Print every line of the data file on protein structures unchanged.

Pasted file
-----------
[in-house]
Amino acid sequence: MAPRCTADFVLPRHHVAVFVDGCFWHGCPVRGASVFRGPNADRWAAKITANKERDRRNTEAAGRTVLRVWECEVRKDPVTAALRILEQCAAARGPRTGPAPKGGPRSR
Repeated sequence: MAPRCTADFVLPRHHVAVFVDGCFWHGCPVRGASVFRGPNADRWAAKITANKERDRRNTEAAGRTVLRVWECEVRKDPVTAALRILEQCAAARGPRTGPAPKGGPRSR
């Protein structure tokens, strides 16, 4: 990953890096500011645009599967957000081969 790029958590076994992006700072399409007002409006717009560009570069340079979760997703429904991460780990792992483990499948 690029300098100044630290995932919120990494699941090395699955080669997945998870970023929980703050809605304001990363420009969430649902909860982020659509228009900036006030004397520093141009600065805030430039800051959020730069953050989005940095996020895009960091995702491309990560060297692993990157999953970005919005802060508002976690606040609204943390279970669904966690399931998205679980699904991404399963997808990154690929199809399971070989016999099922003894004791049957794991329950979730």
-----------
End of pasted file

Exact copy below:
[in-house]
Amino acid sequence: MAPRCTADFVLPRHHVAVFVDGCFWHGCPVRGASVFRGPNADRWAAKITANKERDRRNTEAAGRTVLRVWECEVRKDPVTAALRILEQCAAARGPRTGPAPKGGPRSR
Repeated sequence: MAPRCTADFVLPRHHVAVFVDGCFWHGCPVRGASVFRGPNADRWAAKITANKERDRRNTEAAGRTVLRVWECEVRKDPVTAALRILEQCAAARGPRTGPAPKGGPRSR
């Protein structure tokens, strides 16, 4: 990953890096500011645009599967957000081969 790029958590076994992006700072399409007002409006717009560009570069340079979760997703429904991460780990792992483990499948 690029300098100044630290995932919120990494699941090395699955080669997945998870970023929980703050809605304001990363420009969430649902909860982020659509228009900036006030004397520093141009600065805030430039800051959020730069953050989005940095996020895009960091995702491309990560060297692993990157999953970005919005802060508002976690606040609204943390279970669904966690399931998205679980699904991404399963997808990154690929199809399971070989016999099922003894004791049957794991329950979730």